“The War of the Worlds” is an episode of the American radio drama anthology series The Mercury Theatre on the Air. It was performed as a Halloween episode of the series on Sunday, October 30, 1938, and aired over the Columbia Broadcasting System radio network. Directed and narrated by actor and future filmmaker Orson Welles, the episode was an adaptation of H. G. Wells' novel The War of the Worlds (1898). It became famous for allegedly causing mass panic, although the scale of the panic is disputed as the program had relatively few listeners. The program began with the theme music for the Mercury Theater on the Air and an announcement that the evening's show was an adaption of The War of the Worlds. This was followed by a prologue read by Orson Welles which was closely based on the opening of H.G. Wells' novel. The next half hour of the one-hour broadcast was presented as typical evening radio programming being interrupted by a series of news bulletins. The first few updates interrupt a program of dance music and describe a series of odd explosions observed on Mars. This is followed soon thereafter by a seemingly unrelated report of an unusual object falling on a farm in Grover's Mill, New Jersey. Another brief musical interlude is interrupted by a live report from Grover's Mill, where police officials and a crowd of curious onlookers have surround the strange cylindrical object. The situation quickly escalates when Martians emerge from the cylinder and attack using a heat-ray, abruptly cutting off the panicked reporter at the scene. This is followed by a rapid series of increasingly alarming news bulletins detailing a devastating alien invasion taking place across the United States and the world, climaxing with another live report describing giant Martian war machines releasing clouds of poisonous smoke across New York City. After a short break, the program shifts to a more conventional radio drama format and follows a survivor dealing with the aftermath of the invasion and ultimately discovering that the Martians have been defeated not by humans, but by microbes. The illusion of realism was furthered because the Mercury Theatre on the Air was a sustaining show without commercial interruptions, and the first break in the program came almost 30 minutes after the introduction. Popular legend holds that some of the radio audience may have been listening to Edgar Bergen and tuned in to “The War of the Worlds” during a musical interlude, thereby missing the clear introduction that the show was a drama, but research in the 2010s suggests that happened only in rare instances. In the days after the adaptation, widespread outrage was expressed in the media. The program's news-bulletin format was described as deceptive by some newspapers and public figures, leading to an outcry against the perpetrators of the broadcast and calls for regulation by the Federal Communications Commission. The episode secured Welles's fame as a dramatist.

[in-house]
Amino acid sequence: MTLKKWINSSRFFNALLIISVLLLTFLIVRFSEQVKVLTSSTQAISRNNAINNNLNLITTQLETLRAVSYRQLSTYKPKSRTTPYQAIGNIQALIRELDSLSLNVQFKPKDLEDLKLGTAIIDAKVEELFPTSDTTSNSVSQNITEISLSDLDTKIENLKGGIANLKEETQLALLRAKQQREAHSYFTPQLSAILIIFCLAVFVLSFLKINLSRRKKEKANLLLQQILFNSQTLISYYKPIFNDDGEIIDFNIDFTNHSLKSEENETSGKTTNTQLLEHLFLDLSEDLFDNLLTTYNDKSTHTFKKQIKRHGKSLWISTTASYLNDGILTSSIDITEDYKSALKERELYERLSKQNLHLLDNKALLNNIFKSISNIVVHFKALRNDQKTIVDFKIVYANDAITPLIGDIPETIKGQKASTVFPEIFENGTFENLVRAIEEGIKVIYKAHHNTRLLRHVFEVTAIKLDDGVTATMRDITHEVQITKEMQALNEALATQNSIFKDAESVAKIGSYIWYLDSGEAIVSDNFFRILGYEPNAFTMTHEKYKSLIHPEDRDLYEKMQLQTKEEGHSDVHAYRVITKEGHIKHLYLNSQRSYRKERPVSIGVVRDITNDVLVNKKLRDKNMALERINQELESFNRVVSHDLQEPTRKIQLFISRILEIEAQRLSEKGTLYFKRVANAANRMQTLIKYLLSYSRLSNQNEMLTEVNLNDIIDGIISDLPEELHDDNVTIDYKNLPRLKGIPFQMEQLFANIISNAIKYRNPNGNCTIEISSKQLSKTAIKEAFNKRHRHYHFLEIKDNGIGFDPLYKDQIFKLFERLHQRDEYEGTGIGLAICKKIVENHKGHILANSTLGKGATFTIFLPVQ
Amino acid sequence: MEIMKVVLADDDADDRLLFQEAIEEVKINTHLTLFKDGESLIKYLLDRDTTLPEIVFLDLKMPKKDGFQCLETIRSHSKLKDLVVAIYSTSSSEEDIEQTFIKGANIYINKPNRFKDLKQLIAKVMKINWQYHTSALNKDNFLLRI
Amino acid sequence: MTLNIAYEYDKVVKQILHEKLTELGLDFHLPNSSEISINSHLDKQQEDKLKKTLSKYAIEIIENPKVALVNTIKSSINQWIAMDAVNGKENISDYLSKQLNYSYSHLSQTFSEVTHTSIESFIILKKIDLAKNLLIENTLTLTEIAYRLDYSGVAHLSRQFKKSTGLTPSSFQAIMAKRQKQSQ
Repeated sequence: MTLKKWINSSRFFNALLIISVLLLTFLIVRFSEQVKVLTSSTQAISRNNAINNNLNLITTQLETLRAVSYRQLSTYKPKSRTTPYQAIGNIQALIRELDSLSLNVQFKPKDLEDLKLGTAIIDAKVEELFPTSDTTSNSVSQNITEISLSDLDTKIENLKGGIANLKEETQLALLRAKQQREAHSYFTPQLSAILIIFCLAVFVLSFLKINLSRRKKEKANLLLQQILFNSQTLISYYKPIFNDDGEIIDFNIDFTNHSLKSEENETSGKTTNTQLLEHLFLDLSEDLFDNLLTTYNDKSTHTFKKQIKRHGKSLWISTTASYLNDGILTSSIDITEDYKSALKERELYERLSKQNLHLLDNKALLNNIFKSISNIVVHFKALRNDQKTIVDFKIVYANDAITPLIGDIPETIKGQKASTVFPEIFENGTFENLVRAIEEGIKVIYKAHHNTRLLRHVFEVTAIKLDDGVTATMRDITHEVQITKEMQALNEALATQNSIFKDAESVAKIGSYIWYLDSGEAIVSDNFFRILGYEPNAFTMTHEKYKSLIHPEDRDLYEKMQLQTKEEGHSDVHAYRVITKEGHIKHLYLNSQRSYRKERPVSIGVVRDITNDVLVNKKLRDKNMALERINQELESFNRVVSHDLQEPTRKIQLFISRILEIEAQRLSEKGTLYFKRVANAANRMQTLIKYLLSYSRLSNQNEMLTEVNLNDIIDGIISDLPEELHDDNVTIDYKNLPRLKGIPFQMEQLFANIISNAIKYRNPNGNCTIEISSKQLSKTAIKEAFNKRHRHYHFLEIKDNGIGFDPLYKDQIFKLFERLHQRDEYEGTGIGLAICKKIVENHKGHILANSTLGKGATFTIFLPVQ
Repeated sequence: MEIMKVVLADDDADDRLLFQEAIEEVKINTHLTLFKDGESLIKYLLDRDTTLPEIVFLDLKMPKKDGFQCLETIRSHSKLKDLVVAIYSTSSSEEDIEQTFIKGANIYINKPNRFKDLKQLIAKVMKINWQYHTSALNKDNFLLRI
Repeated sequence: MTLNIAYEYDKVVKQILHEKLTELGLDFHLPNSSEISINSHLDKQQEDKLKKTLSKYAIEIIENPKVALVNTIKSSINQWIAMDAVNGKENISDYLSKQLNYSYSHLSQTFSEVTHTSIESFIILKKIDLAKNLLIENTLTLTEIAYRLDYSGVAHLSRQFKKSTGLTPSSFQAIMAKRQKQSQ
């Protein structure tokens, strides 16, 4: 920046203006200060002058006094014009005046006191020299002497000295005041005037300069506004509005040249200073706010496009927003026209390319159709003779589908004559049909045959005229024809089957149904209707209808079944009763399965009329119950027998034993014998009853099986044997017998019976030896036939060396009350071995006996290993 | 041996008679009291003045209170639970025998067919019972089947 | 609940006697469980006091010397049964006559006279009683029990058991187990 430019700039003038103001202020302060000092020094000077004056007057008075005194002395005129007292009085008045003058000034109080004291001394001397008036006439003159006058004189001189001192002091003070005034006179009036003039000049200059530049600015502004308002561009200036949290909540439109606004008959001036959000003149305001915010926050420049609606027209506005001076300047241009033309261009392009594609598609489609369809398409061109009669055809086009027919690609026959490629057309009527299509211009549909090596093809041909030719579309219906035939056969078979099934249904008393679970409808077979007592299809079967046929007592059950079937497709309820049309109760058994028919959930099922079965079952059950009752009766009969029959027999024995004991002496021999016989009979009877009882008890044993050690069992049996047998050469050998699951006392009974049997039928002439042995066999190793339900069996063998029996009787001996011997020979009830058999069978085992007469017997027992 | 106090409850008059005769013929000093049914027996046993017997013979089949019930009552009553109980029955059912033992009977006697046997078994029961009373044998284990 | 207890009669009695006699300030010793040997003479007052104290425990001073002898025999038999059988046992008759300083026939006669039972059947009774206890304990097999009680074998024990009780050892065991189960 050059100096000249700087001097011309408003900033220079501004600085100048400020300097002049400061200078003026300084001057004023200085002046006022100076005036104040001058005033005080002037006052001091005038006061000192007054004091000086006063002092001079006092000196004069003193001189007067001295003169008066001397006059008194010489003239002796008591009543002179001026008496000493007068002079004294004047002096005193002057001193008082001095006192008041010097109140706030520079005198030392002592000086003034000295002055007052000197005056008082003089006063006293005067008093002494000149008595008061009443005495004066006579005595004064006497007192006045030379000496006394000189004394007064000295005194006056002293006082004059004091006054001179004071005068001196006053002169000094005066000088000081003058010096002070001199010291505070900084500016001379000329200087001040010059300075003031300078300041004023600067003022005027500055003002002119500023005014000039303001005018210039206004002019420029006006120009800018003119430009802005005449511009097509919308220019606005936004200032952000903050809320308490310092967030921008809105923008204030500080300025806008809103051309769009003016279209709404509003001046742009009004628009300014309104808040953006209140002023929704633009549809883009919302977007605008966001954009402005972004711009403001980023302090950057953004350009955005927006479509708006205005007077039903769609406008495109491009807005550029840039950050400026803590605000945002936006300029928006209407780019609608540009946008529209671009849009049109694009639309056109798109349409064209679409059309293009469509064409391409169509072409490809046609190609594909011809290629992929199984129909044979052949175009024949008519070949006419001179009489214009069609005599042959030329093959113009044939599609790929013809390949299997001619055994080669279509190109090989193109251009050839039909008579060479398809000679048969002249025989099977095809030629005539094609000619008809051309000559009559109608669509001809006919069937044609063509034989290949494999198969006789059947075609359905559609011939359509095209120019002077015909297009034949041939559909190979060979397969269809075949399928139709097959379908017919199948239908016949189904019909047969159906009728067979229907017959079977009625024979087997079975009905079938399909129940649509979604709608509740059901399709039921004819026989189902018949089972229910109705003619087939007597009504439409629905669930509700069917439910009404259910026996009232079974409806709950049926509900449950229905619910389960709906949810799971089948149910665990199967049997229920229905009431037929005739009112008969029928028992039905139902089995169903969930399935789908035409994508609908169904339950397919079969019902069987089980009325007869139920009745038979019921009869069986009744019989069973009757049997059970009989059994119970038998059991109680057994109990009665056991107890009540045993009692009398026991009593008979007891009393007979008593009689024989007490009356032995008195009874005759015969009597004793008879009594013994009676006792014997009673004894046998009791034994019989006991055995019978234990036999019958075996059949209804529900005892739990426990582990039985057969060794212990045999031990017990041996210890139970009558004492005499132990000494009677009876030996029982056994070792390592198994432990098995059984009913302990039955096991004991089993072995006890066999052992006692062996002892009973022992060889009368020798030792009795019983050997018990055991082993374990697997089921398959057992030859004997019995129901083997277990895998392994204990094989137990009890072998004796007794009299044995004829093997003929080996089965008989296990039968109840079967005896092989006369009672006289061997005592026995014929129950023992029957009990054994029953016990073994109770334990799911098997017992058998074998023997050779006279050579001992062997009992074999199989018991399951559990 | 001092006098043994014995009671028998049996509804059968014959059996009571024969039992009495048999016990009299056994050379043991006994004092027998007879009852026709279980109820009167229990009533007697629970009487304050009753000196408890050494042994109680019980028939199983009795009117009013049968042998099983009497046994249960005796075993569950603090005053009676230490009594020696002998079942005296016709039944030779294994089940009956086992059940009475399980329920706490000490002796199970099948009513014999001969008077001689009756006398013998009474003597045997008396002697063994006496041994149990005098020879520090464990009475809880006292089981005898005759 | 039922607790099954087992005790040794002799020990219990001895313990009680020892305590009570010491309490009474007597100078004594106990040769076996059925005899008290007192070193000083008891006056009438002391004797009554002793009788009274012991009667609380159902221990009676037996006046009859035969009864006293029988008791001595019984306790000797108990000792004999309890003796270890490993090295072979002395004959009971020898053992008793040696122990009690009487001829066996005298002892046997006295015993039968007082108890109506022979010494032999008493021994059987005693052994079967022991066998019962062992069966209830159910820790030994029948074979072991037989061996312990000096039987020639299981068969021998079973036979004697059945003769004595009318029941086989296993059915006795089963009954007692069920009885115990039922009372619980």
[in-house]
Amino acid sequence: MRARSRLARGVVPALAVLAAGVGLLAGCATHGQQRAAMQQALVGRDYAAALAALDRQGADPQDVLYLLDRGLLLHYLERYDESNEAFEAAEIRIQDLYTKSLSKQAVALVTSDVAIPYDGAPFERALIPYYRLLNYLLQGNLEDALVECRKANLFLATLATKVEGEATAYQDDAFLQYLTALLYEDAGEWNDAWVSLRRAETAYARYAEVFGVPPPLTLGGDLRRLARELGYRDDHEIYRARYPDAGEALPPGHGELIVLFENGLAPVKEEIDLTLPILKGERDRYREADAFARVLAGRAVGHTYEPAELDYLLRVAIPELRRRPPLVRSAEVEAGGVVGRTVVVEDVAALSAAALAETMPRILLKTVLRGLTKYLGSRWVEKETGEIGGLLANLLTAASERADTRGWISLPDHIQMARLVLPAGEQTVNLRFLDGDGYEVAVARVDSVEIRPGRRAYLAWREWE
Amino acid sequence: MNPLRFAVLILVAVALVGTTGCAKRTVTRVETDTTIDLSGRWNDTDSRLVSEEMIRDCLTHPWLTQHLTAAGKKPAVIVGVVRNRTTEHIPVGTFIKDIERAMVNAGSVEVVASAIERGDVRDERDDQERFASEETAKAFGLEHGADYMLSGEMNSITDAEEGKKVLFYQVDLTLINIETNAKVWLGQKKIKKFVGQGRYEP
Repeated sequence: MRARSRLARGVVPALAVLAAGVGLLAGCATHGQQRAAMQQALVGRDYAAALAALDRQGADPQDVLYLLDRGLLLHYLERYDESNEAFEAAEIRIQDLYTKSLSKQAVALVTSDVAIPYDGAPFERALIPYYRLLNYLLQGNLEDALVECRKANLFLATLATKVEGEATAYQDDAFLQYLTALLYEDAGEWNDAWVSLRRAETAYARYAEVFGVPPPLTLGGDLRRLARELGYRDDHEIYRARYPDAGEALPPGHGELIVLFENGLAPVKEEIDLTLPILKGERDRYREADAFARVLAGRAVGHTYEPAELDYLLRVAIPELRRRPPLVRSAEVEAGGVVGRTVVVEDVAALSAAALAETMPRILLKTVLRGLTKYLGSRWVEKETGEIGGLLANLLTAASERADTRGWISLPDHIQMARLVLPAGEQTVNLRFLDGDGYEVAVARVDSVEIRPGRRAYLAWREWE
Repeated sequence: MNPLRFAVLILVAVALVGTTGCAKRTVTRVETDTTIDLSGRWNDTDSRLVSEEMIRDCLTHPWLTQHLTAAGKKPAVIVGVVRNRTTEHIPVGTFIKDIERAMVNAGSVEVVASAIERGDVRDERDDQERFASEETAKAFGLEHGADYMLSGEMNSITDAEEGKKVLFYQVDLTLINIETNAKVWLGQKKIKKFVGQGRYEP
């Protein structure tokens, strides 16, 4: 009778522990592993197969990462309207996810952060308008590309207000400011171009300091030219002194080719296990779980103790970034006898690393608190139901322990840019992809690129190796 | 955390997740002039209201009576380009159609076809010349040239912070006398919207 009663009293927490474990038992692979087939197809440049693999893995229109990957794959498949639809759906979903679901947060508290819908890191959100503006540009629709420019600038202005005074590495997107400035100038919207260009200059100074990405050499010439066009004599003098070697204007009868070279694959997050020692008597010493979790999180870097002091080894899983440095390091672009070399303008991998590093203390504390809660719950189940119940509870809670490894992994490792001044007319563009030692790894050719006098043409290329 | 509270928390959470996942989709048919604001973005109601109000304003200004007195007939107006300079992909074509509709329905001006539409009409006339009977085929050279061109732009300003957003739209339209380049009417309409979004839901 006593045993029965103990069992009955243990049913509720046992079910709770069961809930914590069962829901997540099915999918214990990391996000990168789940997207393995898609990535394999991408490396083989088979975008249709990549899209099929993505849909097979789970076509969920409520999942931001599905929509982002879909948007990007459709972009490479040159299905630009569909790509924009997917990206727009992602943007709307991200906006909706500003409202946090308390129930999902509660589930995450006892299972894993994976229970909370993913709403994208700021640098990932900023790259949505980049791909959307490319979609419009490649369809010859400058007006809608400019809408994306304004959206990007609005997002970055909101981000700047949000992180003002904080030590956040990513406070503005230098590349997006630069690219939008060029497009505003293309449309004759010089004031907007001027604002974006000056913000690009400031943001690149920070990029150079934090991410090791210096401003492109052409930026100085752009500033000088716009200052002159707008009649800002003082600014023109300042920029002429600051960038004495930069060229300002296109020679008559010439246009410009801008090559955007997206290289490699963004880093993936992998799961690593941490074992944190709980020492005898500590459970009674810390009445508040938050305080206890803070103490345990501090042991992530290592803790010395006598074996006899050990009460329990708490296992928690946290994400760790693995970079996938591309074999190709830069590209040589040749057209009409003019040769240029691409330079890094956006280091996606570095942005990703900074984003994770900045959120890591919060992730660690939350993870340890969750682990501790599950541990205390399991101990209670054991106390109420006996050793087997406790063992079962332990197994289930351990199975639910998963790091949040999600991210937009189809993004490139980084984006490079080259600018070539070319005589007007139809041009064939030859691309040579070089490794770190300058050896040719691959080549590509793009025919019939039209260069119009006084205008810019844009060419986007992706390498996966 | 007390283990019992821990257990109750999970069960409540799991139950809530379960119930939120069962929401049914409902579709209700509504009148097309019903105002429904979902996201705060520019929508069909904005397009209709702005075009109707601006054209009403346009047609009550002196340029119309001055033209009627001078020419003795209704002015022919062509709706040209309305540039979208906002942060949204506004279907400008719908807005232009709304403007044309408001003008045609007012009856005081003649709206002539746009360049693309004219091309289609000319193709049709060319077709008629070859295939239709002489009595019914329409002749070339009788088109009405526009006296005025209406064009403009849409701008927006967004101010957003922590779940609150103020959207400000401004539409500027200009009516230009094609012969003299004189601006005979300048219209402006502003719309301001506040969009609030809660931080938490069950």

Lost Worlds, Vanished Lives - Newspaper coverage and response - Netflix